First off, let me repeat the suggestion made by Umaxo in the comment section. Umaxo suggested: use spreadsheet software to set up numerical calculation.
To get a general idea of what is possible, check out the 1997 website (creator: Michael Fowler), titled 'Teaching Dynamics with Excel97'.
A bit of googling showed me that using spreadsheets in physics teaching is very much alive. Tutorials are available.
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While using a spreadsheet is rather primitive, the neat thing is that using a spreadsheet feels more direct than writing lines of code. Spreadsheet software: you need to learn how to enter a formula in a cell and that's pretty much it.
Each row is a slice in time. From row to row you increment the time.
Then you set up multiple columns for whatever values you want to track, such as angular momentum and kinetic energy.
Spreadsheet software usually has some graphics ability, presumably you can use values in the cells of the spreadsheet to generate a plot of a trajectory.
Simulation software that requires writing code
The other suggestion was to use general purpose modeling software, such as Wolfram Mathematica.
An example of a freely available general purpose modeling environment is EJS. EJS requires JRE (Java Runtime Environment).
This kind of software (general purpose modeling software) also has extensive ability to create and populate visualisations. (Trajectory plots, diagrams, animations)
The thing about general purpose software is that you need to learn quite a lot just to start modeling. With software like that you provide the information of the case you want to model in the form of code, code that you write according to the syntax of that modeling environment.
Does software exist that does everything for the user
I get the impression that you are hoping that something exists that is even smarter than general purpose modeling software.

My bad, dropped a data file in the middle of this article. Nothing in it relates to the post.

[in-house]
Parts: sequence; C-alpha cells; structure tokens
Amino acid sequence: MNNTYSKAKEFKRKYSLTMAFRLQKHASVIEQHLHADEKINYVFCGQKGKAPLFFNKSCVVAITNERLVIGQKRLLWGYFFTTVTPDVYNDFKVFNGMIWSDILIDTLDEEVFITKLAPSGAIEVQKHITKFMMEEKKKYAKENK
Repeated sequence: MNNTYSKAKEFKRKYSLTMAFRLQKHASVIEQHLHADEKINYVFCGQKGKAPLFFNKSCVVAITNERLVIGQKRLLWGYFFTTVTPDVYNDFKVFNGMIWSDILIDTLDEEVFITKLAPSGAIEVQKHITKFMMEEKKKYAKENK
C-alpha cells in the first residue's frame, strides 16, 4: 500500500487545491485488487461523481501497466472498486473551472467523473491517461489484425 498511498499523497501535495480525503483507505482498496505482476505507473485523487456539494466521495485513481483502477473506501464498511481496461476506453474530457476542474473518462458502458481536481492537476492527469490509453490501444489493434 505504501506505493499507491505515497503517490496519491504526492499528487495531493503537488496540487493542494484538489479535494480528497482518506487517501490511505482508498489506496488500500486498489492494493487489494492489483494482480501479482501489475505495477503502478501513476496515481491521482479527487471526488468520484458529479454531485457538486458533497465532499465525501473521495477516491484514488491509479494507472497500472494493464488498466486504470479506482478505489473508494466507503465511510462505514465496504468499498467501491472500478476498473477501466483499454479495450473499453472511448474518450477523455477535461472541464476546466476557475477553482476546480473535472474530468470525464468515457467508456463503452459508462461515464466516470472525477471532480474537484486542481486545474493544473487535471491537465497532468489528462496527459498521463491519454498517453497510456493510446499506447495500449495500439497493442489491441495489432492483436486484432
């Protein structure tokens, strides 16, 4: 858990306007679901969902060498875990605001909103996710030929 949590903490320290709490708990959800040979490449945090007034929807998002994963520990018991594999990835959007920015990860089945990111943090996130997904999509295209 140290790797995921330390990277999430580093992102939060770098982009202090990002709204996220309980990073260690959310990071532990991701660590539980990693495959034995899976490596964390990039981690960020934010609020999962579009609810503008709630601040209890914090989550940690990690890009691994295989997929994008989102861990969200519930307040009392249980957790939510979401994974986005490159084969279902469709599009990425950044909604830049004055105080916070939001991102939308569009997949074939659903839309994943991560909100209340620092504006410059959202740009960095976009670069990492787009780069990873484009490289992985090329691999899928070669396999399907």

An example of something approaching that, I suppose, is the following specific purpose software: Kerbal Space Program. I'm not a KSP user myself, but I know some of it from people who do use it. In the KSP environment the user has oodles of spacecraft components available, that can be assembled into rockets. You assemble a rocket, and the physics engine of KSP takes care of generating a model with the appropriate data. You launch the rocket, and the KSP physics engine tries to fly it. That is, even generating the model itself is done completely automatically.
Of course, this is possible precisely because KSP is specific purpose software. KSP only has to deal with rockets. I expect that in KSP there isn't an option to lean a ladder against a wall.
As I mentioned, part of the Kerbal Space Program environment is that there is a Physics Engine. You can think of that physics engine as a supporting library.
Another example of software with a supporting physics engine is the Blender animation software. Blender is first and foremost software to generate animations, but as added functionality there is physics engine support.
I'm not a Blender user, but I imagine that if you set up a scene containing a ladder leaning against a wall, you also have the option to specify the characteristics of that ladder to the physics engine, and I imagine that the Blender physics engine can then generate a physically realistic animation of the ladder sliding down and falling.
I get the impression that you are hoping that something exists that is so easy to use that no prior lessons are necessary, yet so general purpose powerful that it can automatically model any case that you can think of. You get my drift: that's not possible.
If the modeling environment is general purpose then the modeling environment cannot make any assumption about the thing you want to model: you have to specify everything in detail. Pretty much the only way to specify that amount of detail is with lines of code. Lines of code is just the most versatile and expressive way to convey information.